Thursday, February 21, 2008
Fears of Stagflation Return As Price Increases Gain Pace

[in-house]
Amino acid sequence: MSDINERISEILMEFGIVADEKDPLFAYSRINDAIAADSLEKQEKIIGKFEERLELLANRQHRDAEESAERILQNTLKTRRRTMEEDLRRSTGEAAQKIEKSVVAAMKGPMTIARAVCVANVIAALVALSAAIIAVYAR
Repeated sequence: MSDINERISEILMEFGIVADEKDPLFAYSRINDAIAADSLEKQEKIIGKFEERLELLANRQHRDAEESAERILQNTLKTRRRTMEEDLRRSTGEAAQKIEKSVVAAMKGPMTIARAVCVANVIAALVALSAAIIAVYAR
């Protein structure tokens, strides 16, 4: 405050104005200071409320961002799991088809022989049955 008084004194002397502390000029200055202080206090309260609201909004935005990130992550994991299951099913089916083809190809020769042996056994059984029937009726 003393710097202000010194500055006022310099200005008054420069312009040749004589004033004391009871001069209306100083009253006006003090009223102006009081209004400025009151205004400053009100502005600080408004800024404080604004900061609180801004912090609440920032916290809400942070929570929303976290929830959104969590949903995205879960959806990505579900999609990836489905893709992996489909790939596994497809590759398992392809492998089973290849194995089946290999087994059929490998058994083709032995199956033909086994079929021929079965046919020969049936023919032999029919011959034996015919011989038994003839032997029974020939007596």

--The U.S. faces an unwelcome combination of looming recession and persistent inflation that is reviving angst about stagflation, a condition not seen since the 1970s. --Inflation is rising. Yesterday the Labor Department said consumer prices in the U.S. jumped 0.4% in January and are up 4.3% over the past 12 months, near a 16-year high. Even stripping out sharply rising food and energy costs, prices rose 0.3% in January, driven by education, medical care, clothing and hotels. They are up by 2.5% from the previous year, a 10-month high. --Stagflation, a term coined in the United Kingdom in 1965, defined the years from 1970 to 1981 in the U.S. Inflation rose to almost 15%. The economy went through three recessions. Unemployment reached 9%. Fed Chairman Paul Volcker finally conquered inflation, but only by dramatically boosting interest rates, causing a severe recession in 1981-82. Today's circumstances are far from that. Inflation is lower. Unemployment has risen, but only to 4.9%. --Yet there are similarities. As in the 1970s, surging commodity prices are leading the way. Crude oil rose to $100.74 a barrel yesterday, a new nominal high and close to its 1980 inflation-adjusted high. Wheat prices have hit a record. And, as in the 1970s, the rate at which the U.S. economy can grow without generating inflation has fallen, because of slower growth in both the labor force and in productivity, or output per hour of work. --The biggest difference is that in the 1970s, the Fed was unwilling, or thought itself unable, to bring inflation down. The Fed today sees achieving low inflation as its primary mission. --The only generally agreed period of stagflation in the U.S. came in the 1970s. Its seeds were planted in the late 1960s, when President Johnson revved up growth with spending on the Vietnam War and his Great Society programs. Fed Chairman William McChesney Martin, meanwhile, failed to tighten monetary policy sufficiently to rein in that growth. --In the early 1970s, President Nixon, with the acquiescence of Fed Chairman Arthur Burns, tried to get inflation down by imposing controls on wage and price increases. The job became harder after the Arab oil embargo dramatically drove up energy prices, and overall inflation, in 1973. Mr. Burns persistently underestimated inflation pressure: In part, he did not realize the economy's potential growth rate had fallen, and that an influx of young, inexperienced baby boomers into the work force had made it harder to get unemployment down to early-1960s levels. --As a result, even when he raised rates, pushing the economy into a severe recession in 1974-75, inflation and unemployment didn't fall back to the levels of the previous decade. Mr. Burns and his colleagues wrongly concluded inflation no longer responded to the condition of the economy, said Ms. Romer, the Berkeley economist. "They didn't know how the world worked," she said.